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The Bridge of the Americas. Panama

April 6th, 2007 / / Links: Google Earth, Google Maps, Yahoo! Maps, Virtual Earth / Nearest places
 

The Bridge of the Americas (Spanish: Puente de las Américas; originally known as the Thatcher Ferry Bridge) is a road bridge in Panama, which spans the Pacific entrance to the Panama Canal. Built in 1962, at a cost of US$20 million, it was the only non-swinging bridge (there are two other bridges, one at Miraflores locks and one at Gatun locks) connecting the north and south American land masses until the opening of the Centennial Bridge in 2004.

The Bridge of the Americas crosses the Pacific approach to the Panama Canal at Balboa, near Panama City. It was built between 1959 and 1962 by the United States at a cost of 20 million U.S. dollars.

The bridge is a truss arch design, with a length of 1,654 m (5,425 ft) in 14 spans, abutment to abutment; the main span measures 344 m (1,128 ft). The highest point of the bridge is 117 m (384 ft) above mean sea level; the clearance under the main span is 61.3 m (201 ft) at high tide. There are wide access ramps at each end, and a pedestrian walkway on each side.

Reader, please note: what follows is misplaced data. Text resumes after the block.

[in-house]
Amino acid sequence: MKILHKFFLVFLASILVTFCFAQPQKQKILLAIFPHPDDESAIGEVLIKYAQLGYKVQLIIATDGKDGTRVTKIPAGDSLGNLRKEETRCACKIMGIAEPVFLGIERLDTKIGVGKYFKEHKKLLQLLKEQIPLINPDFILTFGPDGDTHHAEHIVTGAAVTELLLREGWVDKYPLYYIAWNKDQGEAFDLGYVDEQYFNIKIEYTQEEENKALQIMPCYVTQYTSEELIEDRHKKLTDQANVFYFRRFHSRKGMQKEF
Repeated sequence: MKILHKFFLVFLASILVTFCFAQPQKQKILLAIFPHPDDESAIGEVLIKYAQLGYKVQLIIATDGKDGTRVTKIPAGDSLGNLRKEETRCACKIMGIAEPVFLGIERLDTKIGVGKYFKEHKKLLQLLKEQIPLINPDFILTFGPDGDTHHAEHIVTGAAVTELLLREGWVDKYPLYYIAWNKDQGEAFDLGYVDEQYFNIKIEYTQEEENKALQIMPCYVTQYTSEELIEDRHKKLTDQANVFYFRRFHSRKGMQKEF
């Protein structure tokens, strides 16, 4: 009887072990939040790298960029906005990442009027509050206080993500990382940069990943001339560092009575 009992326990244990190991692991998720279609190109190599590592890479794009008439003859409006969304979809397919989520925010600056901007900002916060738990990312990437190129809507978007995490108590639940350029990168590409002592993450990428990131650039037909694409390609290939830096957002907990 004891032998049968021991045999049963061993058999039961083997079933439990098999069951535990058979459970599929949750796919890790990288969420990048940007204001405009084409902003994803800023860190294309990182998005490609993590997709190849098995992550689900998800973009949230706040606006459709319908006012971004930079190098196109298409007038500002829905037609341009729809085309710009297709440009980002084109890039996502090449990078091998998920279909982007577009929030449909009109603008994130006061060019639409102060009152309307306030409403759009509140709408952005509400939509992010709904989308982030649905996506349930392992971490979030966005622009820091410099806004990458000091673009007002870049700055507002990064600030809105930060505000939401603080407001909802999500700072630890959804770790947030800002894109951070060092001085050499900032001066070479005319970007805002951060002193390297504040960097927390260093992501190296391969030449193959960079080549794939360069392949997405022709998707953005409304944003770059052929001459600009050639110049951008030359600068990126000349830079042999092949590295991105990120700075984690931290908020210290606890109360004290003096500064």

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Closed Swing Bridge, Sydney, Australia

April 2nd, 2007 / / Links: Google Earth, Google Maps, Yahoo! Maps, Virtual Earth / Nearest places
 

Closed (maintenance) Swing Bridge in Sydney, Australia

Send by: Jeronimo


Pyrmont Bridge, Sydney, Australia

April 2nd, 2007 / / Links: Google Earth, Google Maps, Yahoo! Maps, Virtual Earth / Nearest places
 

Pyrmont Bridge - a pedestrian and Sydney Monorail crossing of Darling Harbour near central Sydney. The still-operational swing span was one of the first to be electrically powered.

The Pyrmont Bridge is a swing bridge over Cockle Bay in Darling Harbour (part of Sydney Harbour) in Sydney, Australia.

The foundation stone was laid on 6 December 1899 by the Hon. E. W. O'Sullivan and the bridge was opened for traffic on 28 June 1902 by the Governor of New South Wales, His Excellency Sir Harry Holdsworth Rawson KGB.

The engineer was Percy Allan (1861–1930). The bridge had one of the largest swing spans in the world and it was one of the first to be powered by electricity.

Engineers Australia has recognized the bridge as a National Engineering Landmark.